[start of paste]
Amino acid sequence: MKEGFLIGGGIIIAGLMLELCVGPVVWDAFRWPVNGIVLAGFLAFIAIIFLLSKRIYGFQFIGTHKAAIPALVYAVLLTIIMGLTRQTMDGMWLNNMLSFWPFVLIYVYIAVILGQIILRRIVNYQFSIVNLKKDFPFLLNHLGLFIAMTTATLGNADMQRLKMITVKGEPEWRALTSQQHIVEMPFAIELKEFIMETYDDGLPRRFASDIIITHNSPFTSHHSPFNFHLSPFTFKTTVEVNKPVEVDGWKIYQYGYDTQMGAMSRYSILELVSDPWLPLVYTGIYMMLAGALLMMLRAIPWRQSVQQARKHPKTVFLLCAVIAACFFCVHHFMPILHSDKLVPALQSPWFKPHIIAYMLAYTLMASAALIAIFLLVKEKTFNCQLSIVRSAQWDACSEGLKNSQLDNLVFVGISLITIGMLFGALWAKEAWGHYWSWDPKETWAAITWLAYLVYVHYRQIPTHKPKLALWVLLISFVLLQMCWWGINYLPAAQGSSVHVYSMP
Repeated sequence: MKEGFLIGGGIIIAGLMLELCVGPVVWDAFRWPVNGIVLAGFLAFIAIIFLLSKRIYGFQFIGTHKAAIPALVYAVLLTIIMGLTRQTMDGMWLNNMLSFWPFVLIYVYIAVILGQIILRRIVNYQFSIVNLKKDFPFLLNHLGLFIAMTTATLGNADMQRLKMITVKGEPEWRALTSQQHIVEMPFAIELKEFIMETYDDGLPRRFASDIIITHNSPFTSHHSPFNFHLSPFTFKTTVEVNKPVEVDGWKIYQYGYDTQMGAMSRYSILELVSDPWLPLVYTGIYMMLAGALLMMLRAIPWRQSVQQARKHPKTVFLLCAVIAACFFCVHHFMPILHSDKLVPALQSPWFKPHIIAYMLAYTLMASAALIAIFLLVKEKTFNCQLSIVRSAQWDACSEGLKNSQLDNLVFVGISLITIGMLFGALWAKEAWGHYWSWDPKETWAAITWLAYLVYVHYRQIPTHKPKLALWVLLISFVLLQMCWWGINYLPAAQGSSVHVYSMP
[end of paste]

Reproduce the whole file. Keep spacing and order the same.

Amino acid sequence: MKEGFLIGGGIIIAGLMLELCVGPVVWDAFRWPVNGIVLAGFLAFIAIIFLLSKRIYGFQFIGTHKAAIPALVYAVLLTIIMGLTRQTMDGMWLNNMLSFWPFVLIYVYIAVILGQIILRRIVNYQFSIVNLKKDFPFLLNHLGLFIAMTTATLGNADMQRLKMITVKGEPEWRALTSQQHIVEMPFAIELKEFIMETYDDGLPRRFASDIIITHNSPFTSHHSPFNFHLSPFTFKTTVEVNKPVEVDGWKIYQYGYDTQMGAMSRYSILELVSDPWLPLVYTGIYMMLAGALLMMLRAIPWRQSVQQARKHPKTVFLLCAVIAACFFCVHHFMPILHSDKLVPALQSPWFKPHIIAYMLAYTLMASAALIAIFLLVKEKTFNCQLSIVRSAQWDACSEGLKNSQLDNLVFVGISLITIGMLFGALWAKEAWGHYWSWDPKETWAAITWLAYLVYVHYRQIPTHKPKLALWVLLISFVLLQMCWWGINYLPAAQGSSVHVYSMP
Repeated sequence: MKEGFLIGGGIIIAGLMLELCVGPVVWDAFRWPVNGIVLAGFLAFIAIIFLLSKRIYGFQFIGTHKAAIPALVYAVLLTIIMGLTRQTMDGMWLNNMLSFWPFVLIYVYIAVILGQIILRRIVNYQFSIVNLKKDFPFLLNHLGLFIAMTTATLGNADMQRLKMITVKGEPEWRALTSQQHIVEMPFAIELKEFIMETYDDGLPRRFASDIIITHNSPFTSHHSPFNFHLSPFTFKTTVEVNKPVEVDGWKIYQYGYDTQMGAMSRYSILELVSDPWLPLVYTGIYMMLAGALLMMLRAIPWRQSVQQARKHPKTVFLLCAVIAACFFCVHHFMPILHSDKLVPALQSPWFKPHIIAYMLAYTLMASAALIAIFLLVKEKTFNCQLSIVRSAQWDACSEGLKNSQLDNLVFVGISLITIGMLFGALWAKEAWGHYWSWDPKETWAAITWLAYLVYVHYRQIPTHKPKLALWVLLISFVLLQMCWWGINYLPAAQGSSVHVYSMP